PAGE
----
Discover the stories and remember the lives of UCC
Old Boys who gave the ultimate sacrifice in the Great War.
Major William Archer Casey ’03
Died: September 8, 1916
Major William Archer Casey was the eldest son of the late Geo. E. Casey, M.P., for West Elgin. He enlisted at the outbreak of war with his own regiment, the Victoria Fusiliers, and went over with the First Contingent as Acting Sergeant in the 7th Batt., C.E.F. He refused a commission in Kitchener’s Army and went to the front as Corporal with his own regiment. In April, 1915, he was wounded, and obtained his commission.
For a time he was too lame to return to France, and did some work on machine guns, rejoining his regiment about Christmas time. At the end of April he was promoted to Captain, and received his majority a few weeks before his death on Sept. 8th, at the age of thirty.
Major Casey was at Upper Canada College 1899-1902, and on leaving us went on a surveying party with the G.T.P. near Fort William. The next year he went out as a member of the first surveying party to Prince Rupert. Here he did much work on the harbour soundings and put in much of the sewerage system. He was afterwards City Engineer at Esquimault, leaving that place for Seattle where he spent about six months.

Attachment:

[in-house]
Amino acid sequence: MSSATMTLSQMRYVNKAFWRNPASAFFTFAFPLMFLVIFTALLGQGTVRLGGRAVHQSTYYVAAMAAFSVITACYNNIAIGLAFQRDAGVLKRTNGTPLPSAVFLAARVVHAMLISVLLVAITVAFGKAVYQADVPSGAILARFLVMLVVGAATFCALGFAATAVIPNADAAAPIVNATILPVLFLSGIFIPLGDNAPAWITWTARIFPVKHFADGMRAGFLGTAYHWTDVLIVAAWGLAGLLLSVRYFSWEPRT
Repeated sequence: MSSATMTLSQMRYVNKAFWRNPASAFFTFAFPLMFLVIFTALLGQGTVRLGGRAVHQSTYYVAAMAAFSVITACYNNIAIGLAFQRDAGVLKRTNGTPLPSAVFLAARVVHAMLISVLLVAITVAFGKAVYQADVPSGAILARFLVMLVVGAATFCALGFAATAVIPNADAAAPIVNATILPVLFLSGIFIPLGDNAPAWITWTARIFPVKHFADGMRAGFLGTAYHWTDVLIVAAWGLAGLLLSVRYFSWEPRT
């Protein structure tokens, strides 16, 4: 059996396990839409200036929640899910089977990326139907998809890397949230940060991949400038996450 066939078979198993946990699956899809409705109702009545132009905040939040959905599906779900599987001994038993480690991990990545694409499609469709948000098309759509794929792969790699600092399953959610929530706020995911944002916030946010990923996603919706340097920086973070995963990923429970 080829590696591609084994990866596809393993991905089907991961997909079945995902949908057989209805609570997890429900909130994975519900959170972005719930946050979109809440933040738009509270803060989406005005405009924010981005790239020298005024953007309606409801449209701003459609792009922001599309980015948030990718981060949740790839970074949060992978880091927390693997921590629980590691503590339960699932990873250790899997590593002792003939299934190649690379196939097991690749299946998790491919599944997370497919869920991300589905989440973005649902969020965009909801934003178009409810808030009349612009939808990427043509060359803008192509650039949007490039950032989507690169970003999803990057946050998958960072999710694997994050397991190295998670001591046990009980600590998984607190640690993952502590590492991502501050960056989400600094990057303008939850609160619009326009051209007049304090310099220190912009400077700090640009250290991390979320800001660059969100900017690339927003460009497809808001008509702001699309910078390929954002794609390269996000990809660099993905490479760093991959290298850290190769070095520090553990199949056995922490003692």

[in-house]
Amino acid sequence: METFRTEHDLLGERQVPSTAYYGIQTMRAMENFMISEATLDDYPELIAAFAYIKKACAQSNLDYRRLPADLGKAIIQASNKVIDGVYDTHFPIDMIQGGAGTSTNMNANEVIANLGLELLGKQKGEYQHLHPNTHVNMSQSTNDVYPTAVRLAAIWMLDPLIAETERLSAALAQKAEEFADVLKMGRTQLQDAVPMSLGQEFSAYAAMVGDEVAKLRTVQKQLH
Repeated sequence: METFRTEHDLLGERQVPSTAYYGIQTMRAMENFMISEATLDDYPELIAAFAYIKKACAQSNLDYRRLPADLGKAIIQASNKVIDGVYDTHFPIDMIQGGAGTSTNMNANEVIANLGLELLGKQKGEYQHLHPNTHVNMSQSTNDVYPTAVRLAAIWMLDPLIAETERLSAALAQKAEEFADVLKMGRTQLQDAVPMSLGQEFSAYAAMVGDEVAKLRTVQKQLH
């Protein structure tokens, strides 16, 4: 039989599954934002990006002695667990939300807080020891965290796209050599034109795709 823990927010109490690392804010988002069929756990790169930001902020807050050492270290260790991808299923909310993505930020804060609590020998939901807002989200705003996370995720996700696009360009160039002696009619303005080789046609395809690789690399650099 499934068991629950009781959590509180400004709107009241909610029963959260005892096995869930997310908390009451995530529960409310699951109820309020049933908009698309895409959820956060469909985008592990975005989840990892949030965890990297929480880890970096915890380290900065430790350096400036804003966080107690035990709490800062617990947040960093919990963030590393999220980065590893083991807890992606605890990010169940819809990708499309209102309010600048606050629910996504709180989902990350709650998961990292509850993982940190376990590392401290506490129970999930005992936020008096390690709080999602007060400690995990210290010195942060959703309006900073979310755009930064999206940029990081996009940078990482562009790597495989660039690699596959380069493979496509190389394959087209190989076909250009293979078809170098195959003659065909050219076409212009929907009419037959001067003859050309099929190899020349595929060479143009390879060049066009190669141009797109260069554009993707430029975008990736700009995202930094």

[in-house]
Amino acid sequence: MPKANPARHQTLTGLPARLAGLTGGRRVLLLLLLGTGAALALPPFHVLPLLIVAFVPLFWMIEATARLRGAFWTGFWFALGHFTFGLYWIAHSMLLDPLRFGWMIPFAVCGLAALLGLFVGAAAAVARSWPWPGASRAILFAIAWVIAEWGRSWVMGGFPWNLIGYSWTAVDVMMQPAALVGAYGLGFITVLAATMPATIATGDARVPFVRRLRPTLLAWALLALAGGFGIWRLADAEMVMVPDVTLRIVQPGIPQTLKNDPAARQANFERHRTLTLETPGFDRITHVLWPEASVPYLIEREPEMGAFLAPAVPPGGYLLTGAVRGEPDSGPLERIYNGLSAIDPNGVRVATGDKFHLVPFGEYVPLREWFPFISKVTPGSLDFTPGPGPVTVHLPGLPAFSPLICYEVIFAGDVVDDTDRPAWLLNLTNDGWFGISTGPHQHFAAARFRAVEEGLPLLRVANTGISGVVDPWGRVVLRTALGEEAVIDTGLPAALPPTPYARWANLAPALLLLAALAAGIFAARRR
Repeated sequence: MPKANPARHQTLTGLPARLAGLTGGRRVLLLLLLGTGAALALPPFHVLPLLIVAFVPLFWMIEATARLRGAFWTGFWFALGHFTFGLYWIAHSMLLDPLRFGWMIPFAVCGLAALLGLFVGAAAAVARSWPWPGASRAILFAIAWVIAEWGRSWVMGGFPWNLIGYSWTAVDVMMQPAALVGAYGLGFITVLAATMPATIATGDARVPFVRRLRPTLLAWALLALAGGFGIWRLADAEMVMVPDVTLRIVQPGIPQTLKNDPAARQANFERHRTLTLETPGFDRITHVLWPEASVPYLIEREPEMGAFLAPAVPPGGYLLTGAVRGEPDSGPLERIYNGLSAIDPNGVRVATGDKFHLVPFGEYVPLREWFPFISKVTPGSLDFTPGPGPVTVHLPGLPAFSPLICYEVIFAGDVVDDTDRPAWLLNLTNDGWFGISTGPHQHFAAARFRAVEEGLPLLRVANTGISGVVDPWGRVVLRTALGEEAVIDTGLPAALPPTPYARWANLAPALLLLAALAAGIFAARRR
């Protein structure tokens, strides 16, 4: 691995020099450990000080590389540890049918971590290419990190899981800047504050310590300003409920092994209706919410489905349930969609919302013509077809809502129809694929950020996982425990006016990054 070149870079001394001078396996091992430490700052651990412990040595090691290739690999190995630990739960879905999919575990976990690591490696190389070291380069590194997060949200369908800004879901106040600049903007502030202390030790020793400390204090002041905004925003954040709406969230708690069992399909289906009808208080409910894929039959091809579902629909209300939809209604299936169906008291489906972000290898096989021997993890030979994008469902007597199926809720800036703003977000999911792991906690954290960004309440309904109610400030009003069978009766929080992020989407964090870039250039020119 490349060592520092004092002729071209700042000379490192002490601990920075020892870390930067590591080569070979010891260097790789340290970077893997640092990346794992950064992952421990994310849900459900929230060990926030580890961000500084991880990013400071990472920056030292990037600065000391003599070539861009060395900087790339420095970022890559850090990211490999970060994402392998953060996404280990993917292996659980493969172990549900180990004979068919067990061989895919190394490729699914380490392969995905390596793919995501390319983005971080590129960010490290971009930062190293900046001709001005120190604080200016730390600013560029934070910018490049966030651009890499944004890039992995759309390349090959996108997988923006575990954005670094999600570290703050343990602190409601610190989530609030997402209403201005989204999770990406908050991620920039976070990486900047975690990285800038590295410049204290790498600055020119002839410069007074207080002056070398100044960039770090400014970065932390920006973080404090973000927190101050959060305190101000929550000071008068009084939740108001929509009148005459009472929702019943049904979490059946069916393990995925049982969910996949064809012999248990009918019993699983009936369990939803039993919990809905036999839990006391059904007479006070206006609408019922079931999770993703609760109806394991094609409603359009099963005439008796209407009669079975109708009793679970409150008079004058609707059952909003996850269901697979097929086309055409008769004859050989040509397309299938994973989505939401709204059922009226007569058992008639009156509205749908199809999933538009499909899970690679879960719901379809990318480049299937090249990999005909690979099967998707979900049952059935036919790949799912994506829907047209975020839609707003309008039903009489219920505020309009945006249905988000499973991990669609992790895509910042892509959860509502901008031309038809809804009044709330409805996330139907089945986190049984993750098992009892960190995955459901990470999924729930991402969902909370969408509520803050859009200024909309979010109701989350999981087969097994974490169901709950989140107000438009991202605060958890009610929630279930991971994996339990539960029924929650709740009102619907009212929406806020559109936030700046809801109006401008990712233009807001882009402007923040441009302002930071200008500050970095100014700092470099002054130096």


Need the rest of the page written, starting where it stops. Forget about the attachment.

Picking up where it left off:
All who knew Major Casey remember him with kindly feelings, and his rapid rise from Corporal to Major speaks for his soldierly qualities.
College Times (Summer 1916) pg. 17
More information on Major William Archer Casey ’03 can be found at: